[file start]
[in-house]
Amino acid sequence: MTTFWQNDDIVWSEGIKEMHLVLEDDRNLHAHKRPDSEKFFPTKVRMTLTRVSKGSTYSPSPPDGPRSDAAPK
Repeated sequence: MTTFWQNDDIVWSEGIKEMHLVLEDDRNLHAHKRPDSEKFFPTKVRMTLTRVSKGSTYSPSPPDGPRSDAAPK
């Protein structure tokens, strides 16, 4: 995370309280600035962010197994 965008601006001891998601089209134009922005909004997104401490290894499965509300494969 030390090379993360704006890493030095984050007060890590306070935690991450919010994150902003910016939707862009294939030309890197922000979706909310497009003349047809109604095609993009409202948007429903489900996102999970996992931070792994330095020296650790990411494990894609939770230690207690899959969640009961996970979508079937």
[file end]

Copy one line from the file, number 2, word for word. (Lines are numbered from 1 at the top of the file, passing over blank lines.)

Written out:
Amino acid sequence: MTTFWQNDDIVWSEGIKEMHLVLEDDRNLHAHKRPDSEKFFPTKVRMTLTRVSKGSTYSPSPPDGPRSDAAPK